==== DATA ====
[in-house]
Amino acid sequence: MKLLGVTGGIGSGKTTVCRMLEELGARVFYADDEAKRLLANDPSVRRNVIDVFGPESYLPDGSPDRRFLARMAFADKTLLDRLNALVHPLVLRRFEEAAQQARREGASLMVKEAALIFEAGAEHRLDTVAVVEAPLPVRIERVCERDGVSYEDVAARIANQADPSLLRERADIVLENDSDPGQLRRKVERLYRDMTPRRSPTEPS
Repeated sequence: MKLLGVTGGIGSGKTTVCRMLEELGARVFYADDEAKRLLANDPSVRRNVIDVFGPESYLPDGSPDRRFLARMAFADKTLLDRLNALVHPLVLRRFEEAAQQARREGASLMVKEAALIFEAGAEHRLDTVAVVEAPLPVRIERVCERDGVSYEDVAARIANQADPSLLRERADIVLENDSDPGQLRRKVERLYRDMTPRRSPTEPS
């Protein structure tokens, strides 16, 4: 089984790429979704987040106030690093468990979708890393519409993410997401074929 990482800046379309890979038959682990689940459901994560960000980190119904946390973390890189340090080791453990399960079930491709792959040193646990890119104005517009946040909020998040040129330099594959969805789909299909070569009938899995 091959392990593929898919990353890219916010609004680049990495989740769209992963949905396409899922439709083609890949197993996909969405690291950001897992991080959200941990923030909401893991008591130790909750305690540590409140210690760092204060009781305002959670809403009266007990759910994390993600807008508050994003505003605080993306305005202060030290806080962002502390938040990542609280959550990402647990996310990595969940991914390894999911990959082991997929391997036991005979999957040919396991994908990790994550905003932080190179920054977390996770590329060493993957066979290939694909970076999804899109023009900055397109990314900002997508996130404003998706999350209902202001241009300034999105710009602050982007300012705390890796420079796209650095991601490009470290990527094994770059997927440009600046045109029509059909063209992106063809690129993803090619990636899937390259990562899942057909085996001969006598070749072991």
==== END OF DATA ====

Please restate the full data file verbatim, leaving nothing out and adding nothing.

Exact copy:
[in-house]
Amino acid sequence: MKLLGVTGGIGSGKTTVCRMLEELGARVFYADDEAKRLLANDPSVRRNVIDVFGPESYLPDGSPDRRFLARMAFADKTLLDRLNALVHPLVLRRFEEAAQQARREGASLMVKEAALIFEAGAEHRLDTVAVVEAPLPVRIERVCERDGVSYEDVAARIANQADPSLLRERADIVLENDSDPGQLRRKVERLYRDMTPRRSPTEPS
Repeated sequence: MKLLGVTGGIGSGKTTVCRMLEELGARVFYADDEAKRLLANDPSVRRNVIDVFGPESYLPDGSPDRRFLARMAFADKTLLDRLNALVHPLVLRRFEEAAQQARREGASLMVKEAALIFEAGAEHRLDTVAVVEAPLPVRIERVCERDGVSYEDVAARIANQADPSLLRERADIVLENDSDPGQLRRKVERLYRDMTPRRSPTEPS
């Protein structure tokens, strides 16, 4: 089984790429979704987040106030690093468990979708890393519409993410997401074929 990482800046379309890979038959682990689940459901994560960000980190119904946390973390890189340090080791453990399960079930491709792959040193646990890119104005517009946040909020998040040129330099594959969805789909299909070569009938899995 091959392990593929898919990353890219916010609004680049990495989740769209992963949905396409899922439709083609890949197993996909969405690291950001897992991080959200941990923030909401893991008591130790909750305690540590409140210690760092204060009781305002959670809403009266007990759910994390993600807008508050994003505003605080993306305005202060030290806080962002502390938040990542609280959550990402647990996310990595969940991914390894999911990959082991997929391997036991005979999957040919396991994908990790994550905003932080190179920054977390996770590329060493993957066979290939694909970076999804899109023009900055397109990314900002997508996130404003998706999350209902202001241009300034999105710009602050982007300012705390890796420079796209650095991601490009470290990527094994770059997927440009600046045109029509059909063209992106063809690129993803090619990636899937390259990562899942057909085996001969006598070749072991």